What do Students Gain from Laboratory Experiences?

What do Students Gain from Laboratory Experiences?

James Trevelyan (The University of Western Australia, Australia) and Zol Bahri Razali (The University of Western Australia, Australia)
DOI: 10.4018/978-1-61350-186-3.ch021
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Abstract

The University of Western Australia invested significant funding to develop and test new technologies for student learning using the internet, including a substantial investment in remote access laboratories. Over 15 years of operation, some significant limiting factors have become apparent. The technology has not been widely adopted, either in our own faculty or elsewhere. Nearly all engineering laboratory classes still follow traditional patterns, as do lecture and tutorial classes. Therefore it is worth asking why the adoption of such an apparently attractive technology has been so much slower than expected. To answer this question we started a project to understand more about the practical learning outcomes from traditional laboratory classes. When we applied tools from psychologists to measure practical intelligence in an electronics laboratory class, we not only found we could measure a significant gain in hands-on practical intelligence, but also predict students’ ability to diagnose equipment faults. For the first time, therefore, we can demonstrate that there are real advantages inherent in hands-on laboratory classes, and we can measure this advantage. It is possible that measurements of practical intelligence may reveal new and more powerful ways for students to acquire practical knowledge and skills from remote laboratories as well.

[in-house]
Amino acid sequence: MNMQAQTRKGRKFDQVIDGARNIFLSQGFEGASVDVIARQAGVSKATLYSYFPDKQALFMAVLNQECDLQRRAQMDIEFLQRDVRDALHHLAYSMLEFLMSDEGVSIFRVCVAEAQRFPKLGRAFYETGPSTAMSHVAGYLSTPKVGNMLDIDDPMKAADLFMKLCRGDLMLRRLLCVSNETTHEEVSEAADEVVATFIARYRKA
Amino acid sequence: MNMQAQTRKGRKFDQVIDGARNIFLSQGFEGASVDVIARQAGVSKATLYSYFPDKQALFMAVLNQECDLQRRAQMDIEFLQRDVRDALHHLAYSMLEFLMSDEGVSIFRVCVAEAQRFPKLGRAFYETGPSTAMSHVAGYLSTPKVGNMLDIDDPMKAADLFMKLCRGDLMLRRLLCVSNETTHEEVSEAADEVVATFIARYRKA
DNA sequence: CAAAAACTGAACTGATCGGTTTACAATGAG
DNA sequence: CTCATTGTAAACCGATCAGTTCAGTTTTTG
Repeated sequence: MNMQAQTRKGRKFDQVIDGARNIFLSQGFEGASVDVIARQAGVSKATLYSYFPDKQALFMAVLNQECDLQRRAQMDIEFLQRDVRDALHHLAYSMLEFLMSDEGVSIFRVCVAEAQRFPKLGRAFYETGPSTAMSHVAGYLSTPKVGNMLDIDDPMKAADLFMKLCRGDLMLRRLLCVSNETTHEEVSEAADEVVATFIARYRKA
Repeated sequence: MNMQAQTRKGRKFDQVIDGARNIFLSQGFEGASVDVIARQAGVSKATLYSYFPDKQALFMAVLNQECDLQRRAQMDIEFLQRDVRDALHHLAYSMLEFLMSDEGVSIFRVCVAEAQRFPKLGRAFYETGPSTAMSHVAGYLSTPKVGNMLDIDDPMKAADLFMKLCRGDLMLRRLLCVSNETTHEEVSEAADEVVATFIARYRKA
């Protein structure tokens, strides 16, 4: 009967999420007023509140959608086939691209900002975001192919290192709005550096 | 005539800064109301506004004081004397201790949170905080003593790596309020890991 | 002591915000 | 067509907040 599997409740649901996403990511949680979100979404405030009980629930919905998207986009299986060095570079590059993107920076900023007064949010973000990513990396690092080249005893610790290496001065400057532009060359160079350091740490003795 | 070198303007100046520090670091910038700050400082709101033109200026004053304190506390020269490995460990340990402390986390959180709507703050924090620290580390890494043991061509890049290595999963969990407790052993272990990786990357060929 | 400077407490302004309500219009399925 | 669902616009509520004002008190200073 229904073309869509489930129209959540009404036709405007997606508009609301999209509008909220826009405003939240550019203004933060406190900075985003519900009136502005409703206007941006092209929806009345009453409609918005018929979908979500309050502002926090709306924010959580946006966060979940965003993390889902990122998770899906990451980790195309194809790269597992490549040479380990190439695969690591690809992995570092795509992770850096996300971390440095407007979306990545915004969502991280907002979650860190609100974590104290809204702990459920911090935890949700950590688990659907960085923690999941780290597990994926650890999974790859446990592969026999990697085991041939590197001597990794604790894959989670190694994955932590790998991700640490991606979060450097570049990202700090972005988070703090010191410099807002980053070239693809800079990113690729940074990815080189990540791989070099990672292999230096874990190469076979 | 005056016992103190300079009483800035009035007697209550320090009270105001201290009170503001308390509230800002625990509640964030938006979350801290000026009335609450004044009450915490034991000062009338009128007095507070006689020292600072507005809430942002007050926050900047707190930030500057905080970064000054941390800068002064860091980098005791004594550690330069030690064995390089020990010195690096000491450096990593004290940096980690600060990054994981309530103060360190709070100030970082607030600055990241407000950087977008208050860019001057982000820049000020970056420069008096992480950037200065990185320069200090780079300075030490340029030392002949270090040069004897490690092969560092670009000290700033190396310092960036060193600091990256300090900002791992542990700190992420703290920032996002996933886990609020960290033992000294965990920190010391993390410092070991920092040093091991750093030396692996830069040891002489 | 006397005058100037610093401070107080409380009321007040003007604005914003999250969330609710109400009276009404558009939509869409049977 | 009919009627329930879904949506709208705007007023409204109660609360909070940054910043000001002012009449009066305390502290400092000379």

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Remote Labs - Enriching The Student Learning Experience?

Like many other universities, the UWA invested significant funding to develop and test new technologies for student learning using the Internet. Over AU$2.5 million was invested from 1993 till 2003, mostly from competitive grants. Just as aircraft pilots are trained using a combination of theory, simulators and training aircraft, the aim was to develop new styles of student learning using simulation, theory, and laboratory equipment. The internet promised a better way to make better use of expensive laboratory and staff resources.

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